Concert Review: La Jolla Symphony and Chorus


Yamile Peel, Senior Staff Writer

Music is the purest form of entertainment, provoking emotions through the dynamic harmony, melody, and rhythm of each song. Music connects people with common interests that strike them deep in their core. Live music, in particular, allows listeners to consume the depths of each sound as they come together to produce a unique art piece. Not only can music be heard, but it can also be seen through the visual emotions and movements of the artists that help enhance the auditory experience.

The La Jolla Symphony and Chorus held a production on March 18 to March 19 with guest conductor Michael Gerdes, featuring performances by Alex Stephenson, Mazzoli, and Brahms. The performance started off with Stephenson’s piece “An Elemental Music” which was composed of three songs. The piece began with “Crisp Bright,” a sharp and fast-paced piece with unique sounds I had never experienced. “Crisp Bright” mixed strings with a modern percussion beat to create a modern flare on classic instrumental music. The song kept me on my toes and culminated in an exciting and strong crescendo. 

The second piece, and by far my favorite from the whole performance, was “The Cold Song” which was inspired by Henry Purcell’s “King Arthur.” In an interview with Stephenson, Purcell said “King Arthur” had a thrilling and adventurous nature that he described as “daring,” which was emulated by short, repeated notes. The harp’s steady rhythm is reminiscent of a ticking clock and the unceasing loss of time. It stood in stark contrast to the rest of the orchestra which was fluid and angelic and blanketing me with a feeling of serenity, attempting to stop the passing time created by the harp. I was stuck between the two worlds: one created by the harp and another by the orchestra. As the piece progressed and energy began to build, Gerdes began to swing his baton with more passion which added to the excitement during the crescendo. Much like an adventurer’s odyssey, it began almost timid-like but accumulated to an exhilarating climax, making it a highlight of the show. 

The last piece was titled “Dark Mysterious,” a fitting name as the beginning felt daunting, marked by the deep sounds created by the orchestra. The song remained strong and dark taking the audience through a universe that felt as if something was waiting around the corner, but the most impressive part was the ending. It was dramatic with each instrument playing at full capacity, perfectly intertwining with one another to create a complex web of sounds. As each instrument reached its peak, they all stopped at once, leaving me stunned by what I just had heard, my whole body in shock, and wanting more. This was a perfect way for Stephenson to end his piece as it left the audience satisfied but anticipating what was to come. Each song was extremely expressive, gave a strong sense of urgency through every note that was played, and communicated a story of growth.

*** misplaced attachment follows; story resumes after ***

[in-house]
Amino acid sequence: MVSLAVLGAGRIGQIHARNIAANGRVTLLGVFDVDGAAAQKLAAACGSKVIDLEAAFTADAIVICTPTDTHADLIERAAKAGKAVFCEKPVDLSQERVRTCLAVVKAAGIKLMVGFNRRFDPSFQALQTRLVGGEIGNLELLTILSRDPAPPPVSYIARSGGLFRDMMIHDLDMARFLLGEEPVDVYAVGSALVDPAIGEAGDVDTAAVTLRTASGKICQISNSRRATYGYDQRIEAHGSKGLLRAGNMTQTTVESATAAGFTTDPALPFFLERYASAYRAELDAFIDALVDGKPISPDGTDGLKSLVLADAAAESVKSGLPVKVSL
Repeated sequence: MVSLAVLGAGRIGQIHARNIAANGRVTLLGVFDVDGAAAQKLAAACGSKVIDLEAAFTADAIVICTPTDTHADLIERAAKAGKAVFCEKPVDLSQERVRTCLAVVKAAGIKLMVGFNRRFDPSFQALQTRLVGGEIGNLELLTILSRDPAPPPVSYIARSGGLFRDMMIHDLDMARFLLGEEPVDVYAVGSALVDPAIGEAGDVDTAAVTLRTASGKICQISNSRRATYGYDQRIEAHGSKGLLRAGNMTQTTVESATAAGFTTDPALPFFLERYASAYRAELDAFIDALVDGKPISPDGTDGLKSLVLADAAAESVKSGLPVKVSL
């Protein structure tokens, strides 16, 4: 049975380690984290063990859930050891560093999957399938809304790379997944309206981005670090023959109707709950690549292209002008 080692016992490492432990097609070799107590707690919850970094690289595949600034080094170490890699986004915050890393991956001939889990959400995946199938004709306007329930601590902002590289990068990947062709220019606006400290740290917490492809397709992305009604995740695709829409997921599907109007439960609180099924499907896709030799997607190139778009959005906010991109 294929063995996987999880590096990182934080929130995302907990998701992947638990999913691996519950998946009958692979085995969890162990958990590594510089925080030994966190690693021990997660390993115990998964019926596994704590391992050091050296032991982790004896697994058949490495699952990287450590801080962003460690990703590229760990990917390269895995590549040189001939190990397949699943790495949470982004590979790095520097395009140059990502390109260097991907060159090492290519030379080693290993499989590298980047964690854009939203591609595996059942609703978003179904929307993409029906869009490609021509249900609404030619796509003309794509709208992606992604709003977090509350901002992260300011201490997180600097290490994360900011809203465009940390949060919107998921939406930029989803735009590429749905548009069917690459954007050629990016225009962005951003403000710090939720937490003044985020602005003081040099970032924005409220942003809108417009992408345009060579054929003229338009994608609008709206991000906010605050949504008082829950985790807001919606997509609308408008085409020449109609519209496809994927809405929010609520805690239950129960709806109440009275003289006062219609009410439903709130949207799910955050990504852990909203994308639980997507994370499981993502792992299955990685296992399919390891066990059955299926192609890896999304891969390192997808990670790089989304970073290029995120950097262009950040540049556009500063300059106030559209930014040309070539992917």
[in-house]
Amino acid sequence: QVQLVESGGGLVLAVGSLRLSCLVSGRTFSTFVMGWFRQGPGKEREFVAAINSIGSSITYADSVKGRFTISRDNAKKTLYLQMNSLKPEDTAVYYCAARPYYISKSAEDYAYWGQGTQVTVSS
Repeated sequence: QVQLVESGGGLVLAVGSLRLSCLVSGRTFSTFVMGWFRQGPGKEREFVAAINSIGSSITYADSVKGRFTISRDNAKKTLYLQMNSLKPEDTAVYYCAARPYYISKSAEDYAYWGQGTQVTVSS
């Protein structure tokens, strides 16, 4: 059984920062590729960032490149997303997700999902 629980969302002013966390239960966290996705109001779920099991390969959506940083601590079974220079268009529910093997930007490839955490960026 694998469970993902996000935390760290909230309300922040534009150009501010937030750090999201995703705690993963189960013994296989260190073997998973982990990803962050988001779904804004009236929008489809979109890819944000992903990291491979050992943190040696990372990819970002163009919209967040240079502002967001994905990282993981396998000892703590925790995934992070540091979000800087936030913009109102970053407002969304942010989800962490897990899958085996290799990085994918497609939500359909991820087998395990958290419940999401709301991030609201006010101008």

After Stephenson’s carefully articulated pieces, Mazzoli’s “Sinfonia (for Orbiting Spheres)” followed. As the music began to slowly introduce its overture, an eerie sensation filled the room, but it was soon overtaken by the sounds of strings beautifully intertwining to create something ethereal. This sound transported me to a different world that felt like everything in the room was floating and flowing like the wind. The first climax left me a bit disappointed as I was hoping for something more dramatic since it felt a bit flat because the instruments remained stagnant in their notes. But just then, I experienced the crescendo I had hoped for: a powerful and enthusiastic build-up that induced a cathartic feeling. Mazzoli’s composition was elegantly arranged, transporting me into a completely different dimension of wonder and fantasy. It felt as though Mazzoli had put me into a field of wildflowers, alone and floating, surrounded by Morpho Godarti butterflies, completely at peace. Not only was the piece crafted to produce a beautiful sound, but it was also aesthetically pleasing to the eye. As each group of instruments played in unison like gears in a clock, they produced a visual and auditory experience that left me satisfied. The piece ended with a wind-like fade out that complimented the beginning and delicately brought me back to reality.

Brahms’s “A German Requiem” was the last piece played. Each of Brahms’s pieces was structurally similar, starting off dark — each instrument playing deep notes — and urgent, peaking with a more fast-paced tempo, and ending with a calm fade out. Although these pieces didn’t pique my interest, the two solo vocalists left me in awe with their talent, and composer Philip Lima, a baritone soloist, had a smooth strong voice that brought clarity to every lyric he sang. Lima’s confident stage presence allowed him to convey the emotion of solace that Brahms wanted listeners to feel. Tasha Koontz, a soprano soloist, blew me away as she hit notes that seemed impossible to reach. Her clarity and control allowed listeners to be taken to a sanctuary full of serenity. Not only did Koontz and Lima leave me awestruck, but Gerdes’ passion and energy throughout the whole piece kept my interest when the soloists weren’t singing. The energy Gerdes brought to the table with not only Brahms but Mazzoli and Stephenson’s pieces helped the music come alive and provided an experience that couldn’t just be heard but could also be seen through his body language and movement with the music.

The La Jolla Symphony and Chorus gave live music a whole new meaning to me. Sound and story are meant to interlace, instruments moving in unison and conductors giving energy and emotion, proving that music isn’t only meant to be heard, but also to be seen.


Image courtesy of Mira Mesa Orchestra